Sundance 2022

Dual review – clone war sci-fi doesn’t quite reach its full potential

Karen Gillan is usurped by her own duplicate in writer-director Riley Stearns' intriguing but not entirely fulfilling future yarn

The opening minutes of Riley StearnsDual has the air of a twisted young adult franchise installment: the central character is played by Divergent star Theo James and the set-up is a tad Hunger Games-ish, with two men battling each other for their lives on a football pitch, the audience seemingly unbothered by the carnage as they watch it all unfold from the bleachers.

What comes next, however, could not be further from the bubblegum dystopia of the 2010s. Violently vomiting blood, Sarah (Karen Gillan) walks into a hospital to receive a battery of exams. The young woman is dismissive of her health, downing a beer moments after receiving medical orders to abstain.

Sarah is dismissive in general, her natural state being one of utter carelessness – she eats, sleeps and masturbates in a sofa moulded by her shape. Her clothes are monochromatic variations of joggers, T-shirts and hoodies, while her social interactions are seemingly limited to screening her needy mother’s calls and FaceTiming her passionless partner, whose work trips are filled with all the liveliness that Sarah's existence lacks.

It is, then, perhaps an exercise in self-love that leads Sarah to opt in for replacement service when presented with the bleak prognosis of certain death. As recently explored in Benjamin Cleary’s poignant Swan Song, the world of Dual allows for cloning as a way of combating bereavement. Assured she will soon be dead, Sarah goes into a clinic and, a mere moments after signing the papers, is confronted with an almost perfect replica of herself.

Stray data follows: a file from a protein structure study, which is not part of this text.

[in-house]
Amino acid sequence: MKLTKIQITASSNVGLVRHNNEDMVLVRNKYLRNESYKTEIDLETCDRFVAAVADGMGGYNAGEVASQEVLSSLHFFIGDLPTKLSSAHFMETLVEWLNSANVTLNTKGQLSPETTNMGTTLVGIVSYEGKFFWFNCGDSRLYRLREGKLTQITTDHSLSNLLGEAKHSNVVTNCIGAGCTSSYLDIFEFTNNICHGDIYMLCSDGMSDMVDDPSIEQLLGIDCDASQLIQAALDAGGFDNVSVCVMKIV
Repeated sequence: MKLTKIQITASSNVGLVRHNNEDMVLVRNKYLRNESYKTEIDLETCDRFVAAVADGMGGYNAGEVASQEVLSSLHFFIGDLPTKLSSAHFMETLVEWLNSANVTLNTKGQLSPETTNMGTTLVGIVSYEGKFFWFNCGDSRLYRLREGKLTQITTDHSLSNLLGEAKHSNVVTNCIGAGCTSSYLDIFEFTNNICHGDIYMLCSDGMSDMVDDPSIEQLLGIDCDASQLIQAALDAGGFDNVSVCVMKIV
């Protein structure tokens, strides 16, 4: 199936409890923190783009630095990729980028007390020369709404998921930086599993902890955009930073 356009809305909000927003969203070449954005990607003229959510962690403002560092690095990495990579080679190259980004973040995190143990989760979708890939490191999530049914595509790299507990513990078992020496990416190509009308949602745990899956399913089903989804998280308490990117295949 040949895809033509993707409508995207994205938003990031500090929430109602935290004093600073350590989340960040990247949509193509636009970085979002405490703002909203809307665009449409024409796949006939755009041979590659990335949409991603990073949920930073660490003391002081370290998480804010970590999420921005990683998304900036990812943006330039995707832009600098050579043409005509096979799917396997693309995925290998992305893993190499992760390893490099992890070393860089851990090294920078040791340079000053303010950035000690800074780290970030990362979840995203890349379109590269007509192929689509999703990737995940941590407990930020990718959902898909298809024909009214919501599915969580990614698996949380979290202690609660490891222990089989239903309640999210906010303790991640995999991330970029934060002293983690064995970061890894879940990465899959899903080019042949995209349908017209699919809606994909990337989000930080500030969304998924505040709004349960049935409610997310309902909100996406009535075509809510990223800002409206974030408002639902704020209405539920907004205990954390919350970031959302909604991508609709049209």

Sarah’s double comes out of the technological womb with needs and desires of her own, many of which are diagonally opposed to those of the original. Swiftly, the brand new double wins over the scattered few that still matter in Sarah’s life, as the moribund woman experiences the sting of oblivion before her actual demise.

The trick is that her inevitable demise never comes. Underachiever Sarah finally overachieves, beating her incurable disease. But with the riddance of one problem comes another, as Sarah learns that there can only be one version – and the replacement won’t willingly remove herself from the equation. The solution to this conundrum is a duel to death, with the winner deemed the one and only Sarah.

Stearns’ third feature is at its most interesting when it rummages through the existential ripples of the government mandate duels. With humanity going full medieval to deal with the consequences of its greedy desire to play God, people are submitted to what is especially an and out-of-body suicide. At a Duel Survivors Support Group, a warped version of an AA meeting, all the winners can talk about is their losses, which are overwhelming and never-ending. Guilt and shame devour those who were left behind, burdened with the weight of wondering whether life was worth killing for after all.

There is much to love in Dual, from the intriguing institutional politics that are set in place to regulate this Brave New World, to the amusing relationship between Sarah and her hip-hop-dancing fight coach, played by a far too scarce Aaron Paul. Yet, this rumination on what makes us human is hampered by a hamstrung need to dilute tension, the sustained deadpan tone initially amusing but eventually proving tiresome. Out of breath by the time it reaches its lukewarm conclusion, this mostly unpretentious sci-fi ultimately misses its shot at greatness.

Dual was screened as part of the Sundance Film Festival 2022. A UK release date is yet to be announced.

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